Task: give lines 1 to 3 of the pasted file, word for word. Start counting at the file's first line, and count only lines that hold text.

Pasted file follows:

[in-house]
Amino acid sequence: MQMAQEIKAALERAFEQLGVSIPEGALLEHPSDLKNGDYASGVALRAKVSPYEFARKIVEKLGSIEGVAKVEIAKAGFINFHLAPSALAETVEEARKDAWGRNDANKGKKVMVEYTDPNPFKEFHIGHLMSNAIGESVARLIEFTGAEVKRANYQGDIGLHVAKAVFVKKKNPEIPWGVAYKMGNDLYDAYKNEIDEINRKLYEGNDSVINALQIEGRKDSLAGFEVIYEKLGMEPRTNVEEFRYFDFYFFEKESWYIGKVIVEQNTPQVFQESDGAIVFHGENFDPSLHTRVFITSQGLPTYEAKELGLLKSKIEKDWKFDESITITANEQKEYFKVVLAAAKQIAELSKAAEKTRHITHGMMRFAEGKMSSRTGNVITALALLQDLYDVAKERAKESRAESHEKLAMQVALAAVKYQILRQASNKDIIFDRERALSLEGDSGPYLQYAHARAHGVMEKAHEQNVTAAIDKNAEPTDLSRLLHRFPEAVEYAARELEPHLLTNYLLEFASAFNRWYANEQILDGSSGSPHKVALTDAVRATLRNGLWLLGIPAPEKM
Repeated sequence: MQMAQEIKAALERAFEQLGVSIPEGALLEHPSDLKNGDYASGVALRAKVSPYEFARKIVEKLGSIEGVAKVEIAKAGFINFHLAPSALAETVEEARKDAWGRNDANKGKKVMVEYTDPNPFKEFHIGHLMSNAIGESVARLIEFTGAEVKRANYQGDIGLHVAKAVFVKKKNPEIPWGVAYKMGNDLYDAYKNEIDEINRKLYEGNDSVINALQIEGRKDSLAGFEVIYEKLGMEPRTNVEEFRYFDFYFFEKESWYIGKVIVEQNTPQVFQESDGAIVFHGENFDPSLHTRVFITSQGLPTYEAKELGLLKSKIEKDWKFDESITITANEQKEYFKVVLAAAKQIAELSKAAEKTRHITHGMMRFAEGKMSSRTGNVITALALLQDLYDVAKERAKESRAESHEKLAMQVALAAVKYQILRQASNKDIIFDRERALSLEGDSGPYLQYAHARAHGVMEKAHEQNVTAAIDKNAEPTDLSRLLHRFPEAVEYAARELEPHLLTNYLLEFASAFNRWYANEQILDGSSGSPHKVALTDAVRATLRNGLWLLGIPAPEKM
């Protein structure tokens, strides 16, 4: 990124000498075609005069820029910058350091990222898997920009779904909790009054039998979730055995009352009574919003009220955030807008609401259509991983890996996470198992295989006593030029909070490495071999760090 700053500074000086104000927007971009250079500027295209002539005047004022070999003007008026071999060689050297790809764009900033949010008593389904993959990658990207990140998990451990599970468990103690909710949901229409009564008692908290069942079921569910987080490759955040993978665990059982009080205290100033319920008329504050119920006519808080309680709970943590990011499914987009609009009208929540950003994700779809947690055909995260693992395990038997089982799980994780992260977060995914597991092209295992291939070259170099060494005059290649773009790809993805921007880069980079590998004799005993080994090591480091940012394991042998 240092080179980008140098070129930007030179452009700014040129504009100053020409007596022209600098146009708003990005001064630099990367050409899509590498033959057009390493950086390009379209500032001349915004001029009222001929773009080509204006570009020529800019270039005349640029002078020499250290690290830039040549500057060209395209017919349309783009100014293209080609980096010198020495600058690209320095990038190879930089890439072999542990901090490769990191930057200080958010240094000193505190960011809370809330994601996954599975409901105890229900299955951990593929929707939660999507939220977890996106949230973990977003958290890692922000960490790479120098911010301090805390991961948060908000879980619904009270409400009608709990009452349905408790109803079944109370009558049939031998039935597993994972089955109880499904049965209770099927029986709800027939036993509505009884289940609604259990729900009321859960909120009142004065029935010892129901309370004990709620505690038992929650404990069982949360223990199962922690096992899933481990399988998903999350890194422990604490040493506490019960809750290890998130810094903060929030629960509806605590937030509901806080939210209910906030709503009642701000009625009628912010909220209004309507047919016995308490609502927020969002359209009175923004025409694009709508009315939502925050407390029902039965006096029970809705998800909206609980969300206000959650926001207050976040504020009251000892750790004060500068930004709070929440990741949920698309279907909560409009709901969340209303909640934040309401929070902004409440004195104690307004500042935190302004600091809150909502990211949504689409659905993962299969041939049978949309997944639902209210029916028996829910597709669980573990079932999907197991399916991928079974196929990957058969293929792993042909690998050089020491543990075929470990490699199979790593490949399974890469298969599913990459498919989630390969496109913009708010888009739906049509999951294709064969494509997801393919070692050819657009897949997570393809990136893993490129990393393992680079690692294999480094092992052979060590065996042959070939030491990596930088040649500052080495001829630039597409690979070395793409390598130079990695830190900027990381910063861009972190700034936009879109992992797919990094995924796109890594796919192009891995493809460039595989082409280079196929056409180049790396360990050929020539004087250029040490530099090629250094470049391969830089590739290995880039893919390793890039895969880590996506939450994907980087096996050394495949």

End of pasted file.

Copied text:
[in-house]
Amino acid sequence: MQMAQEIKAALERAFEQLGVSIPEGALLEHPSDLKNGDYASGVALRAKVSPYEFARKIVEKLGSIEGVAKVEIAKAGFINFHLAPSALAETVEEARKDAWGRNDANKGKKVMVEYTDPNPFKEFHIGHLMSNAIGESVARLIEFTGAEVKRANYQGDIGLHVAKAVFVKKKNPEIPWGVAYKMGNDLYDAYKNEIDEINRKLYEGNDSVINALQIEGRKDSLAGFEVIYEKLGMEPRTNVEEFRYFDFYFFEKESWYIGKVIVEQNTPQVFQESDGAIVFHGENFDPSLHTRVFITSQGLPTYEAKELGLLKSKIEKDWKFDESITITANEQKEYFKVVLAAAKQIAELSKAAEKTRHITHGMMRFAEGKMSSRTGNVITALALLQDLYDVAKERAKESRAESHEKLAMQVALAAVKYQILRQASNKDIIFDRERALSLEGDSGPYLQYAHARAHGVMEKAHEQNVTAAIDKNAEPTDLSRLLHRFPEAVEYAARELEPHLLTNYLLEFASAFNRWYANEQILDGSSGSPHKVALTDAVRATLRNGLWLLGIPAPEKM
Repeated sequence: MQMAQEIKAALERAFEQLGVSIPEGALLEHPSDLKNGDYASGVALRAKVSPYEFARKIVEKLGSIEGVAKVEIAKAGFINFHLAPSALAETVEEARKDAWGRNDANKGKKVMVEYTDPNPFKEFHIGHLMSNAIGESVARLIEFTGAEVKRANYQGDIGLHVAKAVFVKKKNPEIPWGVAYKMGNDLYDAYKNEIDEINRKLYEGNDSVINALQIEGRKDSLAGFEVIYEKLGMEPRTNVEEFRYFDFYFFEKESWYIGKVIVEQNTPQVFQESDGAIVFHGENFDPSLHTRVFITSQGLPTYEAKELGLLKSKIEKDWKFDESITITANEQKEYFKVVLAAAKQIAELSKAAEKTRHITHGMMRFAEGKMSSRTGNVITALALLQDLYDVAKERAKESRAESHEKLAMQVALAAVKYQILRQASNKDIIFDRERALSLEGDSGPYLQYAHARAHGVMEKAHEQNVTAAIDKNAEPTDLSRLLHRFPEAVEYAARELEPHLLTNYLLEFASAFNRWYANEQILDGSSGSPHKVALTDAVRATLRNGLWLLGIPAPEKM